Patience Traps, Part 2

The second patience trap is a vast subject:


Parents of our students can really provoke the teacher’s patience reflex. We know how important music is, its difficulty, and the uses and benefits of learning to play it, so it seems natural to assume that our students’ parents understand this – why else would they bring us their children?

Remember one very important principle:

People come to us because we know something they do not.  I should amend this:

Actually people come to us because we know a whole lot of things they do not. 

Which brings me to the corollary:

Sometimes they are not aware of this.

It’s that simple. You don’t know how much they do not know. The bigger problem is that they often don’t know how much they do not know. Therefore we have to assume that they know absolutely NOTHING about music and the value of music lessons. With this assumption, you just teach and everyone is happy. You must do it this way because almost no one will tell you, “I know nothing about music so please illuminate me.” This has never happened to me and neither should we expect it to happen. People alway have their own sets of problems, ambitions, world views, experiences and opinions.  On occasion we have to try to change parents’ minds about some of them. But do you see this as an irritation that must be dealt with, requiring patience, or an opportunity to teach someone something?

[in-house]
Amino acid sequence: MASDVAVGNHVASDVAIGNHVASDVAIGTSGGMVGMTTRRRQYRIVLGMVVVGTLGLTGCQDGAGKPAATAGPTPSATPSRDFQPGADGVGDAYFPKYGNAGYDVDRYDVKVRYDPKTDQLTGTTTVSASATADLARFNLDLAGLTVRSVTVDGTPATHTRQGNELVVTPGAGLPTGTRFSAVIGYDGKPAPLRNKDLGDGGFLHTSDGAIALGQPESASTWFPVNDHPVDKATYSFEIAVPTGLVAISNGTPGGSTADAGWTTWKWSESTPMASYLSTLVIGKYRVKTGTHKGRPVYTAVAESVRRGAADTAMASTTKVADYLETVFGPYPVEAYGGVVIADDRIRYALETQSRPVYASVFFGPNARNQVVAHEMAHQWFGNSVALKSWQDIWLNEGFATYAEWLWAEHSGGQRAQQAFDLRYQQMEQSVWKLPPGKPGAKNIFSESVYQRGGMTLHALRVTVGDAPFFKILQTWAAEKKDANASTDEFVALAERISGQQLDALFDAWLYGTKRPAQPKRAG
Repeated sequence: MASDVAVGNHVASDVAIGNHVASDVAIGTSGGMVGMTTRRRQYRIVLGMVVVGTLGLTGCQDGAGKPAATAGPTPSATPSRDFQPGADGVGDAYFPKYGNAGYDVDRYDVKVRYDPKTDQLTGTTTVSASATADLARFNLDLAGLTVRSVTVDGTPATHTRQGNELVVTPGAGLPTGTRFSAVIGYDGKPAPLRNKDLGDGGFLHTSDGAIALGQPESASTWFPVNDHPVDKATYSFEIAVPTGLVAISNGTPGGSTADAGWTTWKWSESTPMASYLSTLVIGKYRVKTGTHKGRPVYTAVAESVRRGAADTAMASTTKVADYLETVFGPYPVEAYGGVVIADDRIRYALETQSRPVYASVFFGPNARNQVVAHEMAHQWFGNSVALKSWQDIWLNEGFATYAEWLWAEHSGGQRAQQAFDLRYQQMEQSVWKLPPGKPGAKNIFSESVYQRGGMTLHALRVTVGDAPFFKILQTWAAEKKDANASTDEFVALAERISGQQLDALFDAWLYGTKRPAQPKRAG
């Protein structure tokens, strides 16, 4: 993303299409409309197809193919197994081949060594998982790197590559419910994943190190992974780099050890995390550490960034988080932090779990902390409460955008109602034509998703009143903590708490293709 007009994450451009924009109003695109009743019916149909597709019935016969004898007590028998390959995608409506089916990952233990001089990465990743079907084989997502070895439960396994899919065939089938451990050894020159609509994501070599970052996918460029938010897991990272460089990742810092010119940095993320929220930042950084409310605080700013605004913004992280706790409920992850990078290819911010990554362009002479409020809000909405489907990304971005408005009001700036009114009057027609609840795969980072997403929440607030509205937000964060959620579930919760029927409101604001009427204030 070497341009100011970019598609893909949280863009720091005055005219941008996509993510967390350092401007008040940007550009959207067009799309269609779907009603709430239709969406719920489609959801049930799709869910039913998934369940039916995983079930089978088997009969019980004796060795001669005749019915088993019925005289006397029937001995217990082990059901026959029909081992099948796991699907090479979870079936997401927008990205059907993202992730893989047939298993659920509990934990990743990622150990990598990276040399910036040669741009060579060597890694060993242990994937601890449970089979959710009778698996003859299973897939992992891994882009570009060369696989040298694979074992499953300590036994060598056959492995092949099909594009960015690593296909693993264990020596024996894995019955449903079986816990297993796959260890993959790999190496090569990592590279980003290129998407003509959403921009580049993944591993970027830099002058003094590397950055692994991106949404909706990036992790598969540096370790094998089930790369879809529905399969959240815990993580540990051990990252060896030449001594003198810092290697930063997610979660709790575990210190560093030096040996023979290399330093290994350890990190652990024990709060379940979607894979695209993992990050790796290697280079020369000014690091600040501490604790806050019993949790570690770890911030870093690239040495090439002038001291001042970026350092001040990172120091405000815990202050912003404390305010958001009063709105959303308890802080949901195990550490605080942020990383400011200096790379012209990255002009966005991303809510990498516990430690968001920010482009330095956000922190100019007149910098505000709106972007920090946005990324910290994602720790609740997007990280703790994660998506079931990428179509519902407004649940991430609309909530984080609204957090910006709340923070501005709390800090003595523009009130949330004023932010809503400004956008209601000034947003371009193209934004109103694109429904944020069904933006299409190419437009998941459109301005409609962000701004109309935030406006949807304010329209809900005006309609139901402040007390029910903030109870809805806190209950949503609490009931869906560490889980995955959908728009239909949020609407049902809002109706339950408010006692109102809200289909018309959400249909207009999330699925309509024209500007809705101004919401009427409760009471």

In order for us to change their minds about anything, however, we have to know what they are thinking. Some parents will forthrightly ask you about what you are doing, which is easy to deal with. Other parents, perhaps afraid of seeming stupid or ignorant, will sometimes phrase their perplexities as affirmations or statements, not questions.

Parents may think, for example, that our job is only to teach the mechanical aspects of the instrument. However, we teachers know that there is a lot more to playing music than just moving the fingers. Some parents, with little or no experience in music, do not know this and may manifest their lack of knowledge in ways that can be very irritating. If you let it.

Here is a rather extreme example: while giving a lesson to a 14 year-old, I was explaining some philosophical point about music when her father looked up from his book and said in a pleasant but authoritative voice, “Stop wasting time talking and get on with the lesson.” Years ago instantaneous spontaneous strangulation may well have sprung to my mind. Fortunately, the years had taught me something and I simply replied, “How you think about what you do is often as important as what you do and is certainly imperative to doing it well. I am sure you have seen this in your work, too.” He couldn’t argue with that and happily returned to reading his book. In retrospect I was surprised that I hadn’t gotten angry or offended (how dare he question how I conduct a lesson!) which would have been unhelpful to everyone and, even worse, would have interrupted the flow of the lesson. Instead, I simply explained to him what I was doing, which is what he really wanted to know to be sure I was actually working – and that he was getting his money’s worth.

This experience showed me how something that at first seems negative and disruptive can actually be positive for our teaching. Further, it got me to thinking……..


End of Part A………to be continued Registered & Protected 

15 October 2014

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